“Chicago, we tell your stories” was the headline of a folded announcement over page one of the Chicago Tribune this morning. ALL CAPS. Inside, editor Gerould Kern wrote: “We bring you stories about people who are part of the everyday drama of life in Chicago, stories that reveal who we are and what we value.” The backpage introduced the writers, columnists and photographers labelled “Chicago storytellers.”
I had not heard or seen it so blatantly articulated before in a major newspaper. It validates all that I have researched and observed and continue to see in newspapers, not just in this country, but around the world. And not just in print, but in digital media formats, from blogs to broadcast outlets and long form text.
It’s about the story.
At the Medill School of Journalism, where this quarter I am teaching the freshmen in Reporting & Writing, one assignment was a speech story. Students needed to cover a newsworthy speech for credit sometime during the quarter, but regardless of when it happened, it was due on Friday, November 20. Of course, about 12 of the 16 from my lab came in right on deadline. And three of the stories were about Gerry Kern’s speech at NU a few months ago. I graded those this morning.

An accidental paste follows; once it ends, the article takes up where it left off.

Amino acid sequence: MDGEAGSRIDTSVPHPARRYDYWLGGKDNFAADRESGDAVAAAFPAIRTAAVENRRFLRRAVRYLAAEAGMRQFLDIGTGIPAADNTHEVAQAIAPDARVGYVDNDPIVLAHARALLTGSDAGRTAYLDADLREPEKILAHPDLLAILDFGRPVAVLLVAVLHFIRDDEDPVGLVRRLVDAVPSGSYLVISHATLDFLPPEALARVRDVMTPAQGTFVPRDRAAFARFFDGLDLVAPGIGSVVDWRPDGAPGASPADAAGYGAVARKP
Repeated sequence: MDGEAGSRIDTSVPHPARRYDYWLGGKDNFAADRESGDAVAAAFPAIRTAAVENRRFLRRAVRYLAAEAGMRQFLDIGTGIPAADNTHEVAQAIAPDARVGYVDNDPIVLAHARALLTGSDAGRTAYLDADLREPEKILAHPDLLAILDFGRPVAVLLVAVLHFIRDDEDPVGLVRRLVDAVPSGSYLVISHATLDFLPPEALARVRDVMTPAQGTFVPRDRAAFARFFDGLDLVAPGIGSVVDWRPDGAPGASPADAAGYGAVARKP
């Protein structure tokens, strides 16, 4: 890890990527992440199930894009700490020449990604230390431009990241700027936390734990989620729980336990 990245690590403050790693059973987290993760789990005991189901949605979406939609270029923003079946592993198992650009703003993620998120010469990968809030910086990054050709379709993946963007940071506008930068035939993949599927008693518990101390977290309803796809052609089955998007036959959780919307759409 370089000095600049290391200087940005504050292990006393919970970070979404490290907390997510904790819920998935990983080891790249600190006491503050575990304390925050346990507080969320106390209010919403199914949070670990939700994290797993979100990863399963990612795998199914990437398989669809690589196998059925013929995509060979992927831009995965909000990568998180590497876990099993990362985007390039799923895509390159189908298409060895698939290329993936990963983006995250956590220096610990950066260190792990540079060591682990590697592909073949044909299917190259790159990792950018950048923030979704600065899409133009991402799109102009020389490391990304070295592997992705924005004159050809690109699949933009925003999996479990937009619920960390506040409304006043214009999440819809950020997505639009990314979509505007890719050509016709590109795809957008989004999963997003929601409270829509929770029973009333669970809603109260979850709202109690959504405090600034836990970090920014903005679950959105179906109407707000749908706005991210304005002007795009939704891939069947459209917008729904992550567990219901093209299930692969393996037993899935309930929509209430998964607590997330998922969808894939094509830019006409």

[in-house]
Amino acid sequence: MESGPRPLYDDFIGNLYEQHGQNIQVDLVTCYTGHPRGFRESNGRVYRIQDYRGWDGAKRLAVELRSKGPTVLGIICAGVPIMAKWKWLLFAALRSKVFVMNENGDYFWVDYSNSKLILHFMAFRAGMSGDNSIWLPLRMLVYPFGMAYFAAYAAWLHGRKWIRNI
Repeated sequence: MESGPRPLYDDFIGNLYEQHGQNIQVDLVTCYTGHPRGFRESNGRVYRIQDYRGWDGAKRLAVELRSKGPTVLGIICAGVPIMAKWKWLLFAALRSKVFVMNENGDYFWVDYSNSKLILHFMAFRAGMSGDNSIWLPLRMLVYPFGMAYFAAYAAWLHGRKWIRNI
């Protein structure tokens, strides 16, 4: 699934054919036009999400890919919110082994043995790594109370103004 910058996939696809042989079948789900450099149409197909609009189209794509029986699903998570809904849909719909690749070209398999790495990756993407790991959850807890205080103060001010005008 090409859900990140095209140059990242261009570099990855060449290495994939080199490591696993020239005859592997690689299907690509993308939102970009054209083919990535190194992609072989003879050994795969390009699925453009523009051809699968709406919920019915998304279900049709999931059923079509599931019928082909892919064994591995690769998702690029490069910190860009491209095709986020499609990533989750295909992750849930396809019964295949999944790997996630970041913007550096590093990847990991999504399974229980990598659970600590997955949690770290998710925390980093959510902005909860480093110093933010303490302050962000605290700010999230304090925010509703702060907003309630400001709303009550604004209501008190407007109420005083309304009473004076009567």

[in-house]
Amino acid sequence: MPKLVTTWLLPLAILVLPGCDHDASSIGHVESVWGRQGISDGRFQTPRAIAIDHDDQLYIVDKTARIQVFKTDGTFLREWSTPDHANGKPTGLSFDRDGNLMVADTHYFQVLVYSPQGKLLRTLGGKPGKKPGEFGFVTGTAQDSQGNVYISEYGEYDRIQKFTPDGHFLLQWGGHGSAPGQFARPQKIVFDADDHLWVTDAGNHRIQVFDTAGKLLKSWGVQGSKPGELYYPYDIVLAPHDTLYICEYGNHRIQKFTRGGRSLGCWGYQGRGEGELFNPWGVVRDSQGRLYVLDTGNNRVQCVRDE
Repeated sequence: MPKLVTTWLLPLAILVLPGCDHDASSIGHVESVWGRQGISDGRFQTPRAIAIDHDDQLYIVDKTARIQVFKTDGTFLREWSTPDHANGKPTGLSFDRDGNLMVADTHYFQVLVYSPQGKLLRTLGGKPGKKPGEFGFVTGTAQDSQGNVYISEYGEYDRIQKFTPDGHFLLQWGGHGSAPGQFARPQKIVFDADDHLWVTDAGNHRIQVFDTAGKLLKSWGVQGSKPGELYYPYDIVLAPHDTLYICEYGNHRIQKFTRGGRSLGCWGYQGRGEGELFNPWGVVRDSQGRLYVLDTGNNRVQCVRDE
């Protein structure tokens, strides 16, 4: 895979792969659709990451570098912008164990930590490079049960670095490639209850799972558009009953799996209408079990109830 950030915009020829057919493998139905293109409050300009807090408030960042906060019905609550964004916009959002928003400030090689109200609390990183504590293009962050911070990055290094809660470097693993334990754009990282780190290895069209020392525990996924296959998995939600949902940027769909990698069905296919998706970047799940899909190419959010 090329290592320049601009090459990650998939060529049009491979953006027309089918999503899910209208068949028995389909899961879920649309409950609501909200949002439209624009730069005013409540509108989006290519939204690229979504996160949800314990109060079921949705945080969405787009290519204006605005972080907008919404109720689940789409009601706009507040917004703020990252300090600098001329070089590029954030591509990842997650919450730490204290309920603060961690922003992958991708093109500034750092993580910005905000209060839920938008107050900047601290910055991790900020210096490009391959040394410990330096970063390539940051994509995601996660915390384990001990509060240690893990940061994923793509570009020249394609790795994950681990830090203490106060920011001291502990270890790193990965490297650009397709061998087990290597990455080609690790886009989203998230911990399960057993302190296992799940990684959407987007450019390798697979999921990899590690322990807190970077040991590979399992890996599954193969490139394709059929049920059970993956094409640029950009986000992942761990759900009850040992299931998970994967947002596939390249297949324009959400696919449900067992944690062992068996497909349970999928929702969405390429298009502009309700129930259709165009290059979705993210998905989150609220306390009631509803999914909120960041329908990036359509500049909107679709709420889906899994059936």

I was in the audience, too, for Kern’s speech and students got the basic gist. But today’s announcement on the Sunday front page from Kern was more than what he discussed back then. Today’s explicit declaration of a company-wide pursuit of everyman narrative validates my assertion that everyman news is the direction of media, regardless of platform.
The story is king.
The audience craves stories that are personal, more in depth and categorized as human interest. They want a face to the news. They want the value-added journalism that is more than an opinion-soaked blog or an instant update from Twitter.
It gives me fodder for an essay I am working on for a magazine: the future of digital narrative. Far beyond the finite boundaries of a front page, journalism is emerging as a dim sum of narrative from a multitude of sources. Readers find the story they want, regardless of host outlet. The appetite is for a la carte narrative. Everyman news.